Was Pat Robertson waiting for divine intervention? The Wall Street Journal in its series of profiles of the 1988 presidential candidates sedately broke the news Tuesday that the founder of the Christian Broadcasting Network and Republican presidential candidate had conceived his first-born son out of wedlock.
Then, The Journal revealed, he proceeded to wait until 10 weeks before the child's birth to marry the child's mother. Adelia (Dede) Robertson gave birth to the couple's first son, Timmy, on Nov. 6, 1954. The Journal reported that the Robertsons were married on Aug. 27, 1954.
In a taped interview with T.R. Reid of The Washington Post in July, Robertson indicated that he and his wife were married on March 22, 1954. In an interview with Reid after The Wall Street Journal's disclosure, Robertson said that March 22 is his birthday and that he and his wife considered that to be the day they married because "our son was conceived on that day." The little legal procedure that took place in Elkton, Md., on Aug. 27 of that year, he told Reid, "to us, wasn't any big deal."
Perhaps it was not a big deal to Pat Robertson, then a Yale law school student, but I'd be willing to bet the mortgage that it was to his bride, who was a nursing student. In the harsh moral climate of the day, it wasn't the least bit acceptable for a young woman to go around being nearly seven months pregnant without a husband or with the wrong husband.
Only four years earlier, a senator from Colorado, Edwin C. Johnson, had demanded on the Senate floor that Ingrid Bergman, pregnant by Roberto Rossellini but not married to him, be barred from reentering the United States on grounds of "moral terpitude."
Pat Robertson wasn't the first law school student to get a female student pregnant. What is extraordinary, and unexplained, is why he waited so long to marry her and take her and the baby out of what must have been an enormously awkward situation.
Furthermore, after he married her, according to The Journal, he returned to law school and lived in an apartment over a law school eating club with three roommates, never telling them that he was married and had a child.
We are not talking here about a man who seemed in a big rush to live up to his obligations. Robertson, the son of U.S. senator A. Willis Robertson of Virginia, was reared in Lexington and went to Washington & Lee University, in those days a finishing school for the sons of the South. His bride was a Roman Catholic, not a big selling point in Virginia back then.
What is intriguing about the Journal and Post revelations are not just the questions they raise about Robertson's character. He has made enough claims about healing powers and his direct line of communication with the Almighty to raise plenty of questions among skeptics about that already. What is going to be interesting to watch is whether the hand of Christian forgiveness, which is supposed to guide his followers, will absolve him in a way it has failed to absolve other political candidates who have played fast with morals and loose with facts.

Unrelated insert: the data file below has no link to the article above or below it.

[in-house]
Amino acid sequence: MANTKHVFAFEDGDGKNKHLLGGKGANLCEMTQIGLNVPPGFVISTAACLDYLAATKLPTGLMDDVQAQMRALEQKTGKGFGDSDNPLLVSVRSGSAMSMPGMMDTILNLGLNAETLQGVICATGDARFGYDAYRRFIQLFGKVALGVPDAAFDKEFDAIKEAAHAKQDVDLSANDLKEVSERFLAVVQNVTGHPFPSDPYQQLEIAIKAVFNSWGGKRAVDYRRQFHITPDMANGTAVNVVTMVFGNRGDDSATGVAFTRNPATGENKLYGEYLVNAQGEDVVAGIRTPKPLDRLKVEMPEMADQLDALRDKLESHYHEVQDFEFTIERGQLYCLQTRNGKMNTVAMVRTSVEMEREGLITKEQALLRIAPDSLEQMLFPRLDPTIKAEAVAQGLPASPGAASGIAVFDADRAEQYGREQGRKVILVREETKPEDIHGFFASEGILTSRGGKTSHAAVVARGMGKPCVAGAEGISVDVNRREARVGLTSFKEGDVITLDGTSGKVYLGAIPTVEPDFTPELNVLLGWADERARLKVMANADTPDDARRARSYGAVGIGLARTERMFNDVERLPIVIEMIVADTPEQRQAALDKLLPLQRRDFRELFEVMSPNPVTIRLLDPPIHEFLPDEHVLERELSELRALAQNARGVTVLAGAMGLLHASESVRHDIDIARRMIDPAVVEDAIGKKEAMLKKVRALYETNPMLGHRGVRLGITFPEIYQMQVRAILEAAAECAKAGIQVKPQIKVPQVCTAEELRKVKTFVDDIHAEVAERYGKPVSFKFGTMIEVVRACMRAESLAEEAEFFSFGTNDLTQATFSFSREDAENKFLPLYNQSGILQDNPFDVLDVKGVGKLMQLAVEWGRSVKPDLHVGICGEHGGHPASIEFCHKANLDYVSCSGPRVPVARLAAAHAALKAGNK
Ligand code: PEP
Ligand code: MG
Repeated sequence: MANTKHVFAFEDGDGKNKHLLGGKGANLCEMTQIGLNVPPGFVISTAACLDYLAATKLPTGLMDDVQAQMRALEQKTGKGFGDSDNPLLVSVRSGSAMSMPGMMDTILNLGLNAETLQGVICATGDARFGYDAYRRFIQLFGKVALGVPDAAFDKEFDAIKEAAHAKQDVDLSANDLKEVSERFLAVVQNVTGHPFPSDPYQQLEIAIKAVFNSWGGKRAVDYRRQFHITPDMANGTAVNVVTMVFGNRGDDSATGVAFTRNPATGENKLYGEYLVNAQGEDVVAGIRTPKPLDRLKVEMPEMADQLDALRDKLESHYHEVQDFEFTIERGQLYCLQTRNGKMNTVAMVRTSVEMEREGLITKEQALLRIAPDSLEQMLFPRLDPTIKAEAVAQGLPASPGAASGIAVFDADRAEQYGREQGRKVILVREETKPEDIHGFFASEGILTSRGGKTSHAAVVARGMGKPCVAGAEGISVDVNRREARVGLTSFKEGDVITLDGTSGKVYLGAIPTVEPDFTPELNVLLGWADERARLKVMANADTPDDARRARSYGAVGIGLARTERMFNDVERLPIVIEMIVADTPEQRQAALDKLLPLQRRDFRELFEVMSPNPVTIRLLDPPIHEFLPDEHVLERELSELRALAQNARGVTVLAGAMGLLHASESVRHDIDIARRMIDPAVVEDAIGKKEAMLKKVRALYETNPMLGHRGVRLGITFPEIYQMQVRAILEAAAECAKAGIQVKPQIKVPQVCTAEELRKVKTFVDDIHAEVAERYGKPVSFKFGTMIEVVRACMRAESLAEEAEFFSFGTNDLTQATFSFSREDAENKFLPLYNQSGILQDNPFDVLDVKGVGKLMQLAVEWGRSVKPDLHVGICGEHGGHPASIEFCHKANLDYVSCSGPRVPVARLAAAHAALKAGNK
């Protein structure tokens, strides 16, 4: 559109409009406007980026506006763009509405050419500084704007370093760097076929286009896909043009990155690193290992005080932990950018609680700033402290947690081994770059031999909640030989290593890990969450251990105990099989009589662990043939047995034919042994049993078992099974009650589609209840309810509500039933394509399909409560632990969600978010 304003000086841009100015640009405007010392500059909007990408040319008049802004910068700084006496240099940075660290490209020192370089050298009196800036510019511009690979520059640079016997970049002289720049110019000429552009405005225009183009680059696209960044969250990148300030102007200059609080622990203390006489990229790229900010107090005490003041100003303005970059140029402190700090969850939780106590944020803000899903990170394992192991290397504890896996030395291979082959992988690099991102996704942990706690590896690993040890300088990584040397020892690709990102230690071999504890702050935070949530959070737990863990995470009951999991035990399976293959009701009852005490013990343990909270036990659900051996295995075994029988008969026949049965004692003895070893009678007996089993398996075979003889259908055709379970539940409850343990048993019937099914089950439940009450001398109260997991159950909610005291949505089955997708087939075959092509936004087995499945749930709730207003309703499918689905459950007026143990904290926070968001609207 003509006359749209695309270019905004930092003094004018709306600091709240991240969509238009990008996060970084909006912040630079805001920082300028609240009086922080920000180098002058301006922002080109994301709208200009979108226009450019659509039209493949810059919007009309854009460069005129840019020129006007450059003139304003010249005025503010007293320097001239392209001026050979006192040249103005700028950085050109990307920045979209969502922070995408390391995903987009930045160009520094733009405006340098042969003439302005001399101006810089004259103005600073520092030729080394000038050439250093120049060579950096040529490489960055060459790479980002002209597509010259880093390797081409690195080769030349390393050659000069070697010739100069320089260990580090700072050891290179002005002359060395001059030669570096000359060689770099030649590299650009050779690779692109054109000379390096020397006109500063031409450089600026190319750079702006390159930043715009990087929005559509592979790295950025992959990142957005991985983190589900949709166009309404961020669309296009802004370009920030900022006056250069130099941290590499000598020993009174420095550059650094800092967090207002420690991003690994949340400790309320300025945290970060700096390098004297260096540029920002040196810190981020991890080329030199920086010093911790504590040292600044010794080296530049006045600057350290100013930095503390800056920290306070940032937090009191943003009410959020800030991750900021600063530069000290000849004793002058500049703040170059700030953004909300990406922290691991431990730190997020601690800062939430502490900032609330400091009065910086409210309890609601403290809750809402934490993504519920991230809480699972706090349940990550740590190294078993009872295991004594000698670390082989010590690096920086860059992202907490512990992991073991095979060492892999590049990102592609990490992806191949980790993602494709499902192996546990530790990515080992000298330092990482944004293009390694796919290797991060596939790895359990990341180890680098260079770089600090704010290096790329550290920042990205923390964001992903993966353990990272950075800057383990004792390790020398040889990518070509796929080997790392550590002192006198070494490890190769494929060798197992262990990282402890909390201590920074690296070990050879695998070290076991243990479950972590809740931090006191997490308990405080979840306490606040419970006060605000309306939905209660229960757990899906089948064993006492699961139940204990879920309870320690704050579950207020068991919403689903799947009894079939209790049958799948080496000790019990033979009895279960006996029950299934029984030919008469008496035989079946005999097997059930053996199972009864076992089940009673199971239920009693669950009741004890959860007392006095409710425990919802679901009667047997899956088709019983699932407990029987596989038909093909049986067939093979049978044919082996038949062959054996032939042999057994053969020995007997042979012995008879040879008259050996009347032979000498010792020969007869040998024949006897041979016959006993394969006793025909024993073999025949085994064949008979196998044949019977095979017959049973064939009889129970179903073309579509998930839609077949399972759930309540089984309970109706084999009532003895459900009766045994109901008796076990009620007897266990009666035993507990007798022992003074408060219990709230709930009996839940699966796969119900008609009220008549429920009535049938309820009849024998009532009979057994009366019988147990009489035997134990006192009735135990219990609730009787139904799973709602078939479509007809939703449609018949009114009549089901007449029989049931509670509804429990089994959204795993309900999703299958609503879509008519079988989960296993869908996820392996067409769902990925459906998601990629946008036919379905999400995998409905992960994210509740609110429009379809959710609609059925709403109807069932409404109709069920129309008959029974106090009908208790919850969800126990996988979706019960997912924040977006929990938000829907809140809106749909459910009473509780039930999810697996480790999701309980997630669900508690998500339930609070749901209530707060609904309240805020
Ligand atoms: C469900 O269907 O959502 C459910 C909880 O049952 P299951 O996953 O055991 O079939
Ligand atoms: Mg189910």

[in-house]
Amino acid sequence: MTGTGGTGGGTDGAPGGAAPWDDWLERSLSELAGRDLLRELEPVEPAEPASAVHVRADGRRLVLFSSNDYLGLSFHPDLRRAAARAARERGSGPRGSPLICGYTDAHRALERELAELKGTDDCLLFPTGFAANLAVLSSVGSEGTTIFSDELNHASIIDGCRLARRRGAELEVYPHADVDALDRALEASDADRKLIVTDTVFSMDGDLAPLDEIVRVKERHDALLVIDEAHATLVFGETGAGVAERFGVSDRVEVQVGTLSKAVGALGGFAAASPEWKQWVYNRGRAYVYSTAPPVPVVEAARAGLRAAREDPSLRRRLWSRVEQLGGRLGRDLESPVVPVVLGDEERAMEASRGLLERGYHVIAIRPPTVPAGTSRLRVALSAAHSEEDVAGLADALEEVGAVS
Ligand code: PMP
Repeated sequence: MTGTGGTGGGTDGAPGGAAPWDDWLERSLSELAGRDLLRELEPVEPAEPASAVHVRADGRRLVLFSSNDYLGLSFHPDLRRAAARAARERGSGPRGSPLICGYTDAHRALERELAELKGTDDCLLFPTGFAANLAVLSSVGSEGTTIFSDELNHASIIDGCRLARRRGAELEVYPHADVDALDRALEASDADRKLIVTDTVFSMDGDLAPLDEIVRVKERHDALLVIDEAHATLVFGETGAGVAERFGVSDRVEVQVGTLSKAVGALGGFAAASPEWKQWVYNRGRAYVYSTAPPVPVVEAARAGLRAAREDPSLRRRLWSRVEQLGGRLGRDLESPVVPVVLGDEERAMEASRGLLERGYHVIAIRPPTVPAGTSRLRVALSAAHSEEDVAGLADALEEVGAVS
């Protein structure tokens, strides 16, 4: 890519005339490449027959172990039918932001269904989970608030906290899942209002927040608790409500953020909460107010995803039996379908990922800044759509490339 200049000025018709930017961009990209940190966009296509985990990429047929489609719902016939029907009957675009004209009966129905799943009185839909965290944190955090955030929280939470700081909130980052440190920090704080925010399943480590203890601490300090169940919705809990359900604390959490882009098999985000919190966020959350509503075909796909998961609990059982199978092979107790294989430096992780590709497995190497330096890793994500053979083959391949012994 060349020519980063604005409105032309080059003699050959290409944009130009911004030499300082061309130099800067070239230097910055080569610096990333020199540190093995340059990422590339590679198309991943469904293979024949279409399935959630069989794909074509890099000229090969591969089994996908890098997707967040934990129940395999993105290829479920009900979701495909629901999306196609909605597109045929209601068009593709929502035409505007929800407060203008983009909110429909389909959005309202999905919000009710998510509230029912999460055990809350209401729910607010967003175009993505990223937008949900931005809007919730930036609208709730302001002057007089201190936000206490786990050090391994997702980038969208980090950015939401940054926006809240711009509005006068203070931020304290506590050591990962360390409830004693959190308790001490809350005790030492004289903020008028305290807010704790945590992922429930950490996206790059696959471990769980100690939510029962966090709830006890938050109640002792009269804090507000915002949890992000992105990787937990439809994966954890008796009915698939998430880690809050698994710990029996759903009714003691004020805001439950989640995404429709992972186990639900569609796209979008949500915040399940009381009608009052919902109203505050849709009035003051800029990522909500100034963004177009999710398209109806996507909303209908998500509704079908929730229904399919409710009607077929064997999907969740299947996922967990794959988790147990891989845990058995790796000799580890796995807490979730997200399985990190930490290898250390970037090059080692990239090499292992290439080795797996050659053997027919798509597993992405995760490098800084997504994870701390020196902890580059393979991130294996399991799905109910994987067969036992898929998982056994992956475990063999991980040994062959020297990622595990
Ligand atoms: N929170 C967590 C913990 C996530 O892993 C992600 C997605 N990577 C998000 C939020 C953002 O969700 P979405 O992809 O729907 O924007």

Robertson, for perfectly good reasons, chose not to publicize the time lapse between his marriage and the birth of his first child. But when asked specifically about the date of his marriage, he gave an answer that was a great deal less than candid. He also has been busy straightening up other discrepancies in various versions of his activities, including claims that he has been on the board of directors of a bank.
Here is a candidate who has made the family and morality centerpieces of his message to the electorate, urging, among other things, sexual abstinence before marriage. Robertson explains the carousing, poker-playing ways of his youth by saying that these occurred before he underwent a profound religious conversion and became a "born-again" evangelical preacher.
After that, however, he didn't exactly become the ideal family man. He left his wife, then eight months pregnant with their second child, and their first-born toddler alone while he went off to a religious fellowship, saying God would look after them.
The dates on people's marriage certificates aren't what's important here. What is important is holding up all of the candidates to the same standards of truthfulness, morality and candor -- not to mention manhood -- and seeing whether they practice what they preach. The real question is what kind of people they are. And for some of Robertson's followers, it may start getting harder and harder to get a handle on the candidate without divine intervention.